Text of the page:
Jerry Buss had been a chemist and a mathematician long before he bought the Los Angeles Lakers in 1979. The self-made millionaire with a head for business and an impresario's heart immersed himself in the NBA with every skill he acquired along the way.
With his personal alchemy and charisma, he blended two generations of marquee basketball stars and big-name coaches into 10 championship teams. His financial wizardry allowed him to pay top dollar to get the best players and keep them together without a huge personal fortune.
Buss built a glittering life for himself and the Lakers, playing a huge role in the NBA's move from a second-tier pro sport into can't-miss Hollywood entertainment while polishing his oddly nicknamed franchise into a glamorous global brand.
Magic, Kareem and Big Game James. Kobe, Shaq and Pau.
They were the stars, but Buss created Showtime.
The applause still hasn't died down.
Buss, who shepherded the Lakers from their 1980s dynasty through the current Kobe Bryant era while becoming one of the most important and successful owners in pro sports, died Monday at 80.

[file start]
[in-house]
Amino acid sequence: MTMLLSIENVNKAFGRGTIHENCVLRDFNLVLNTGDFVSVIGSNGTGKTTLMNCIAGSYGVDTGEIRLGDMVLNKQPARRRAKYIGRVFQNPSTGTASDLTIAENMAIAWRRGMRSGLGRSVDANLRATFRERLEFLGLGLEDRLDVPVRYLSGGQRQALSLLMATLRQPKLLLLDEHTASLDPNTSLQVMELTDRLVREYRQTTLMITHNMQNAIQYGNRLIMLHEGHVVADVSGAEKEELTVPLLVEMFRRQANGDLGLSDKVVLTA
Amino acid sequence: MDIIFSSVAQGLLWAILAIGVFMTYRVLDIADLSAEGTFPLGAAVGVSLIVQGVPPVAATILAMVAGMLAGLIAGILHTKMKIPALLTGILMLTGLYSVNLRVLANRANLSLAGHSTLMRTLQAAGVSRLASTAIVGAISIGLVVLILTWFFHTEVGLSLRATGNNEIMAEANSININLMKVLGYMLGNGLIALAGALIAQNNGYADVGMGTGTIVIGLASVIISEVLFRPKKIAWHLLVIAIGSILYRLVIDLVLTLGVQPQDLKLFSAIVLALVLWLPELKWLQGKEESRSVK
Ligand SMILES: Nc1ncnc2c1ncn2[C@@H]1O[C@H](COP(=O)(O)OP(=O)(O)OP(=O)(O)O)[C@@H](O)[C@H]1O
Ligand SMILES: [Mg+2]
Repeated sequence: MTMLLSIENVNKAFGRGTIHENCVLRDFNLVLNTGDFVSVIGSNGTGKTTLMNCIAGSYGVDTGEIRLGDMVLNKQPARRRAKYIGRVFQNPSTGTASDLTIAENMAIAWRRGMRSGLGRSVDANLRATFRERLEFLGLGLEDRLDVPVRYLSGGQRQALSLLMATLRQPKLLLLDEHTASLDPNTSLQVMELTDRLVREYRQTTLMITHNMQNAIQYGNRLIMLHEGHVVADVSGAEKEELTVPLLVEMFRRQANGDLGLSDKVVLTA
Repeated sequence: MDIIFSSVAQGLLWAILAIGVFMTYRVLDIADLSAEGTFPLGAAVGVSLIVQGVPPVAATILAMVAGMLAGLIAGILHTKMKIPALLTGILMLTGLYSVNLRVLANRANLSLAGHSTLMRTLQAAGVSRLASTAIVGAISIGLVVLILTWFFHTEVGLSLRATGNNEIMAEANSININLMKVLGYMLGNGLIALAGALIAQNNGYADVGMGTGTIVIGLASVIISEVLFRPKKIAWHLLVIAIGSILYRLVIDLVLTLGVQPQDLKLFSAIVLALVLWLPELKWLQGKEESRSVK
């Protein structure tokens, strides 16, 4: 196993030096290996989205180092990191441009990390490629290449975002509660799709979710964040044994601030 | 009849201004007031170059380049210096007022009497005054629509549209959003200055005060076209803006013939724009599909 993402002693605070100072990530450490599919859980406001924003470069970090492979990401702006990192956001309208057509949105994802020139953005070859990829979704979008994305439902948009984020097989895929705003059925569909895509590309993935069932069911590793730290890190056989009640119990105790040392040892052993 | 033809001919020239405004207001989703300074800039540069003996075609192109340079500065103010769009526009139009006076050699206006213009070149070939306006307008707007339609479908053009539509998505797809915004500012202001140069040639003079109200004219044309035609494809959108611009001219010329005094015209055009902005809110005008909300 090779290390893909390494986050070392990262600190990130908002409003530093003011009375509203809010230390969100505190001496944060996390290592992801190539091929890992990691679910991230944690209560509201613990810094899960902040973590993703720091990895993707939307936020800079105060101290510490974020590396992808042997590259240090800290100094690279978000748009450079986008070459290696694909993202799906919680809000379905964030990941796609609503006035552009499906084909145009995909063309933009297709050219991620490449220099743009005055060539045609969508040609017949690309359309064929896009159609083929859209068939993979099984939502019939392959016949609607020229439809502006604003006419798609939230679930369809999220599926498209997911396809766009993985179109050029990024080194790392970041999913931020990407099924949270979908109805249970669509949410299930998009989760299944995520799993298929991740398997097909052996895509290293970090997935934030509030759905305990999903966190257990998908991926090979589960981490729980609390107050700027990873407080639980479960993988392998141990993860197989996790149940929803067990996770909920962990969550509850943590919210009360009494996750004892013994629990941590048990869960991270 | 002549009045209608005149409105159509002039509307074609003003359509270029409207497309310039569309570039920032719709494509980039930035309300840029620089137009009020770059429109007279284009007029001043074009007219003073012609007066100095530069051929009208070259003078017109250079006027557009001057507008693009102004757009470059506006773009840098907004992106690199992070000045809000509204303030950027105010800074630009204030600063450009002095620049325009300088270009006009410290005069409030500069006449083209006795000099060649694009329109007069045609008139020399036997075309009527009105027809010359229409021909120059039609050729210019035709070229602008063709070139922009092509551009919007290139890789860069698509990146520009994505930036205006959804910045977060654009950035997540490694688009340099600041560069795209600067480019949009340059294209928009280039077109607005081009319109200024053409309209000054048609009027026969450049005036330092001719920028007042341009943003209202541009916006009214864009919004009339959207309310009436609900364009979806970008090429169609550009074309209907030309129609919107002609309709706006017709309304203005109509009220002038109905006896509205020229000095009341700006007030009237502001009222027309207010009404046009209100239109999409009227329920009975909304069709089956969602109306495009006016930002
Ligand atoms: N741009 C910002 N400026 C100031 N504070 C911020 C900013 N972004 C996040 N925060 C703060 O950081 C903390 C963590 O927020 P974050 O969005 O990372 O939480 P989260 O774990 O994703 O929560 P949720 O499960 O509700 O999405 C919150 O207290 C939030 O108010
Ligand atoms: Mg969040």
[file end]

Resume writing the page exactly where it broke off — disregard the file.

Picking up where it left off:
"Jerry Buss was more than just an owner. He was one of the great innovators that any sport has ever encountered," said Pat Riley, who coached four of Buss' 10 title teams. "He was a true visionary, and it was obvious with the Lakers in the '80s that 'Showtime' was more than just Magic Johnson and Kareem Abdul-Jabbar. It was really the vision of a man who saw something that connected with a community."
Under Buss' leadership, the star-studded, trophy-winning Lakers became Southern California's most beloved sports franchise and a signature cultural representation of Los Angeles. Buss acquired, nurtured and befriended a staggering array of talented players and hoops minds during his Hall of Fame tenure, from Johnson, Abdul-Jabbar and James Worthy to Kobe Bryant, Shaquille O'Neal, Pau Gasol and Dwight Howard.